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I have a Logic layer that references Silverlight's System.Xml.Linq dll and a GUI that is in WPF (hence using the non-Silverlight System.Xml.Linq dll). When I attempt to pass an XElement from GUI project to a method in the Logic project, I am getting (basically) "XElement is not of type XElement" errors. To complicate matter, I am unable to edit the Logic layer project.

The Non-Silverlight DLL is at: C:\Program Files (x86)\Reference Assemblies\Microsoft\Framework\v3.5\System.Xml.Linq.dll

THe Silverlight DLL is at: C:\Program Files (x86)\Microsoft SDKs\Silverlight\v3.0\Libraries\Client\System.Xml.Linq.dll

I am new to C# but I'm fairly sure my issue is that I am referencing different DLL's to access the System.Xml.Linq namespace. I attempted to replace my non-Silverlight System.Xml.Linq.dll with the Silverlight's System.Xml.Linq.dll, but received assembly errors.

Is there any way to resolve this short of scrapping my WPF GUI project and creating a Silverlight project?

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3 Answers 3

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Silverlight and WPF use fundamentally different frameworks. They are not compatible. A lot of the fundamental framework is identical between the two, but they are not, in fact, the same thing.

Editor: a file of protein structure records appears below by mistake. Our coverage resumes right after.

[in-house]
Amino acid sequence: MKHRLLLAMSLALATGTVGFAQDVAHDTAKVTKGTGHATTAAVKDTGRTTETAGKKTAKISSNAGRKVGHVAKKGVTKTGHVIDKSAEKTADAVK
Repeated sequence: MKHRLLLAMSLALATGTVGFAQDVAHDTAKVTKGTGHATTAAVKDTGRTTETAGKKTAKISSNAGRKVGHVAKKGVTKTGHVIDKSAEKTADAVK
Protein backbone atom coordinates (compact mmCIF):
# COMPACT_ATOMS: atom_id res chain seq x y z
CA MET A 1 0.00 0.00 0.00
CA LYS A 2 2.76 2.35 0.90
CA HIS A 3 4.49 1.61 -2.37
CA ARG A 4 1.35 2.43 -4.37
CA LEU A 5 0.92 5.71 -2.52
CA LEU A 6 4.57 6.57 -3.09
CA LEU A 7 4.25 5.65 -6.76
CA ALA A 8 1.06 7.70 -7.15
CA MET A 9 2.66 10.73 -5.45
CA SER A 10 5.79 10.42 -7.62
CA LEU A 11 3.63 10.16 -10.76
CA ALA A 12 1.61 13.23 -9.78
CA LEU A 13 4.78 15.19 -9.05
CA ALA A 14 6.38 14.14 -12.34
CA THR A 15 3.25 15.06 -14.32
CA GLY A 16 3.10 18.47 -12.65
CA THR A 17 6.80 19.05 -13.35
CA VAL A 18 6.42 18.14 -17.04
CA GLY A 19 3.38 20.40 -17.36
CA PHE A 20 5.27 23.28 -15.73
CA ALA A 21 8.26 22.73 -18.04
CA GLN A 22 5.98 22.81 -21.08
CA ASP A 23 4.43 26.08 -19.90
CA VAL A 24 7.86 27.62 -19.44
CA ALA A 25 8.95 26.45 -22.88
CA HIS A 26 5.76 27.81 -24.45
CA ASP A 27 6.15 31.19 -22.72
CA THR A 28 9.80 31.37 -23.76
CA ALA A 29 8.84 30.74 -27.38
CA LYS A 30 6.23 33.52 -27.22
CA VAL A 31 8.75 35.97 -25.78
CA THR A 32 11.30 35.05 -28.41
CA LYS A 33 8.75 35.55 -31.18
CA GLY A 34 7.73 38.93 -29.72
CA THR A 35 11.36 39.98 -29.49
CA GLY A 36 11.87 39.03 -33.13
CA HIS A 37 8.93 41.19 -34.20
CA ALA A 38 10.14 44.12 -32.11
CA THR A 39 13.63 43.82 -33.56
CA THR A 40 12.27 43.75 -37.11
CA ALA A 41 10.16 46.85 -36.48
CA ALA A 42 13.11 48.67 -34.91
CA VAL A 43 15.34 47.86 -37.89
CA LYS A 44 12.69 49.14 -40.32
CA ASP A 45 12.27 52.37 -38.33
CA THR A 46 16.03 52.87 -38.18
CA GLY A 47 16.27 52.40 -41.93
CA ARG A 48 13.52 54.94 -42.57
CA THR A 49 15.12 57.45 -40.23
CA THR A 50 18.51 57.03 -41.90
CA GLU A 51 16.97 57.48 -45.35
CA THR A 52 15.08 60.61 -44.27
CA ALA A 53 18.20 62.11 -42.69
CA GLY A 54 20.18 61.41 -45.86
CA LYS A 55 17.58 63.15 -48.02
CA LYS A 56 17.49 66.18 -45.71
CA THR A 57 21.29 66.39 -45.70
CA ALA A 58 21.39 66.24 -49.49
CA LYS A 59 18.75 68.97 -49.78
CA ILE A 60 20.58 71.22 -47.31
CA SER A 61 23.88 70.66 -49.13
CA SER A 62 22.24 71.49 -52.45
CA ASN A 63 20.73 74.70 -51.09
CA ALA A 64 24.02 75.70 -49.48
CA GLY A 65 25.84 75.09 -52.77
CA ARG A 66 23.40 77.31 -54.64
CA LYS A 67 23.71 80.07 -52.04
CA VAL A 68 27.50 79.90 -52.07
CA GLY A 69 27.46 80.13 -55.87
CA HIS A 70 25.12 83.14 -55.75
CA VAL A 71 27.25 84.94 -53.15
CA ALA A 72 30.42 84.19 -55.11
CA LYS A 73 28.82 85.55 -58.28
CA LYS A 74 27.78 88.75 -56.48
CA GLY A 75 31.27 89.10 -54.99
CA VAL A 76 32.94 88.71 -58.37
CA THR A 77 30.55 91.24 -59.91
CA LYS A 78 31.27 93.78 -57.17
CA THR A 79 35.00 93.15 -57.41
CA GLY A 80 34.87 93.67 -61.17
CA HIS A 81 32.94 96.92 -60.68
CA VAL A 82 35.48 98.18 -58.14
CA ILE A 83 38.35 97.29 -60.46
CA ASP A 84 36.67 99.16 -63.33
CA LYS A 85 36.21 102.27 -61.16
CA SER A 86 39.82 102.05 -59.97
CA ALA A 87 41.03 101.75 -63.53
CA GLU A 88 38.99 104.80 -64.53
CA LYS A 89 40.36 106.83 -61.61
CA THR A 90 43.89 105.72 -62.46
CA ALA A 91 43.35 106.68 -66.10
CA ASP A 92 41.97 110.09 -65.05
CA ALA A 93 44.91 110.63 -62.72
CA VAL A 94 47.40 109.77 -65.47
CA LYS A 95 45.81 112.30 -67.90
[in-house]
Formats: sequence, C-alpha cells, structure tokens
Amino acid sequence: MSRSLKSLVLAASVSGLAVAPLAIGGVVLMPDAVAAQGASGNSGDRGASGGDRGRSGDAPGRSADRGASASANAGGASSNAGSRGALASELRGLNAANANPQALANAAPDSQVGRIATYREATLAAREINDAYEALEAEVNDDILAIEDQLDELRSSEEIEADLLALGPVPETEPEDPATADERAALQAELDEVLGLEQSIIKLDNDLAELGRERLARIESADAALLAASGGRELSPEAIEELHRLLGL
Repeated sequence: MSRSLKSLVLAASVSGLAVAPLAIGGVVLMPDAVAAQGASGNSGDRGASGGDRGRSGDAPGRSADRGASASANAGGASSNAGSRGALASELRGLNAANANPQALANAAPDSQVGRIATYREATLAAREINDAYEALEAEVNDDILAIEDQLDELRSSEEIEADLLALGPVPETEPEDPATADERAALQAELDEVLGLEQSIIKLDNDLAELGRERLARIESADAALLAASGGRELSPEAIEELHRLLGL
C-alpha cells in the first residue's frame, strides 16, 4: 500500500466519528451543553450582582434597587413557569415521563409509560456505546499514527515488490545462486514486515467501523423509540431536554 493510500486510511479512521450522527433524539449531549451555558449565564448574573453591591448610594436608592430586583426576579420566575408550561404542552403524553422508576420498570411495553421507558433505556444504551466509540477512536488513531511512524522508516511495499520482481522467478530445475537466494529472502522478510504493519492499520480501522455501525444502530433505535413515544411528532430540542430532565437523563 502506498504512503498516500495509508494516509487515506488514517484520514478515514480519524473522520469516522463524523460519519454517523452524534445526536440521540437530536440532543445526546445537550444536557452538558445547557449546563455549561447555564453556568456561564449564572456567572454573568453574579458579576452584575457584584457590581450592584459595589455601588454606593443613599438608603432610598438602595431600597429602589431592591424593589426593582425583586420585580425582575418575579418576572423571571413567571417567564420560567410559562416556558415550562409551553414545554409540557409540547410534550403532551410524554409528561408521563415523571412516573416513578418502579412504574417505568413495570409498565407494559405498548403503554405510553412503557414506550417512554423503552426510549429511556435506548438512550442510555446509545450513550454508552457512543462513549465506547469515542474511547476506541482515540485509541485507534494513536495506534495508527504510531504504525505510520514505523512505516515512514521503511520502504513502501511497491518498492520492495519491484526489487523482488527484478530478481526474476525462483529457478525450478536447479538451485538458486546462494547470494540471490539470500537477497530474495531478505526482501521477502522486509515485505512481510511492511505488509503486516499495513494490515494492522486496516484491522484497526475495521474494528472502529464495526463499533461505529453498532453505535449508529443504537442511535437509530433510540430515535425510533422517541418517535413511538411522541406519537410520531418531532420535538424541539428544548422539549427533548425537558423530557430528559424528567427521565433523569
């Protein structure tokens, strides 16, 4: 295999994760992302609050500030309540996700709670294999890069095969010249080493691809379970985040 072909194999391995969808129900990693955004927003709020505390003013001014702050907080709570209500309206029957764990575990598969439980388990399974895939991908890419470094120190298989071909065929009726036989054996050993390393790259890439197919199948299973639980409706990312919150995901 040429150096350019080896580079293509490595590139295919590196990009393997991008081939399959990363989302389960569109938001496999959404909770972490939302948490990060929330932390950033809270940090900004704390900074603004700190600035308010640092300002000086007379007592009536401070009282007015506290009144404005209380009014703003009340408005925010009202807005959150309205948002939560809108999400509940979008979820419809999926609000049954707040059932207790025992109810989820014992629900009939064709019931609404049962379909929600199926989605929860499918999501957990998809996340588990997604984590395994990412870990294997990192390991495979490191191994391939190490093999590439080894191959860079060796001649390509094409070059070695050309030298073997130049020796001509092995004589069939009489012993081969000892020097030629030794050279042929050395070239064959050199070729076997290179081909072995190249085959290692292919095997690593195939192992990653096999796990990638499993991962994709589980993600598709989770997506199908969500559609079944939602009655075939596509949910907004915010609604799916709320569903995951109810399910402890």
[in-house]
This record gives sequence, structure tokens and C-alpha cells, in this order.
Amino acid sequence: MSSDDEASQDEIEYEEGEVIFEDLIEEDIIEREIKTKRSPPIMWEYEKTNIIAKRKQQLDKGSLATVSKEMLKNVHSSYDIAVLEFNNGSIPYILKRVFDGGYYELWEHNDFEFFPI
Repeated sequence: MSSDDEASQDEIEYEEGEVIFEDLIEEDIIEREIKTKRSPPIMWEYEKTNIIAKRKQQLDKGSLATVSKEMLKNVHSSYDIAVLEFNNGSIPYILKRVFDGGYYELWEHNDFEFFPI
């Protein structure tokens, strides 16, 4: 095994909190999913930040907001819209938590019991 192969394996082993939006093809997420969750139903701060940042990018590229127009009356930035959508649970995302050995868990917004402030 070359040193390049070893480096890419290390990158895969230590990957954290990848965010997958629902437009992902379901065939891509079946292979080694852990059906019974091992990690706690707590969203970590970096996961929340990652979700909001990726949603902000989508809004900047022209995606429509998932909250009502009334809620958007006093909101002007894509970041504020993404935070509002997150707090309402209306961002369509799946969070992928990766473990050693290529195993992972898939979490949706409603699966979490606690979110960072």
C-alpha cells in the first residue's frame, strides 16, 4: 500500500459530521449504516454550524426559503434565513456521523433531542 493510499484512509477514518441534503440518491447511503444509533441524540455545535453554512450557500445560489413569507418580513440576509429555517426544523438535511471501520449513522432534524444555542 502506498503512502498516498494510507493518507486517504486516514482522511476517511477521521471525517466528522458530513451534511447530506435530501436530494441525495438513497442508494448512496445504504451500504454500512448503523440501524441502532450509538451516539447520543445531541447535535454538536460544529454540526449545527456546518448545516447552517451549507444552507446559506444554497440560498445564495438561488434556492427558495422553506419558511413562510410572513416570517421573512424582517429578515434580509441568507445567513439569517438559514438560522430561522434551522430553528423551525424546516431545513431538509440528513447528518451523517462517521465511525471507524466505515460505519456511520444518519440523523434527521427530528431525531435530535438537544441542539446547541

Sharing code in different projects, as suggested above, is likely the best solution, but be careful about the conditional compilation. Often that leads to a lot of complexity. Approaches like a decorator pattern with Dependency Injection might be more appropriate to hide the differences.

Edit: Removed some wrong information about Client Profile vs. Silverlight.

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Apologies for the incorrect information in the initial version of this post... I was repeating something I had heard on a podcast, which I then was unable to validate. I have edited and corrected it. –  Ben Von Handorf Mar 23 '10 at 13:29

The solution is to have two versions your logic project. One that references the .NET 3.5 libraries and the other references the Silverlight libraries. Both projects share a common set of code files.

Hence you get a build for WPF and a build for Silverlight. If you need to change the code of the logic you can make it once and then rebuild the solution which will create both versions of the library.

By default a Silverlight library project has the Conditional compilation symbol of "SILVERLIGHT" already in place. Hence where your logic code may have to deal with differences between .NET 3.5 and silverlight libraries you can use Conditional compilation to work round them.

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thanks for the response. however i am at this point unable to edit the logic project that references the silverlight dll. –  programatique Mar 23 '10 at 13:28
    
@programatique: Then a phrase containing the words Creek and Paddle comes to mind. ;) If you can't modify the logic project then you are probably better off with your first thought, ditch the WPF and use a Silverlight project instead. –  AnthonyWJones Mar 23 '10 at 13:54
    
haha. yea - was hoping there was some simple way around it. –  programatique Mar 23 '10 at 20:35

Can you clarify "received assembly errors"? You might be able to reference both by using extern alias, but this is tricky and confusing. In hindsight, perhaps placing this dependency in the API was an error. Alternatively: can you possibly rebuild the logic dll for the target framework?

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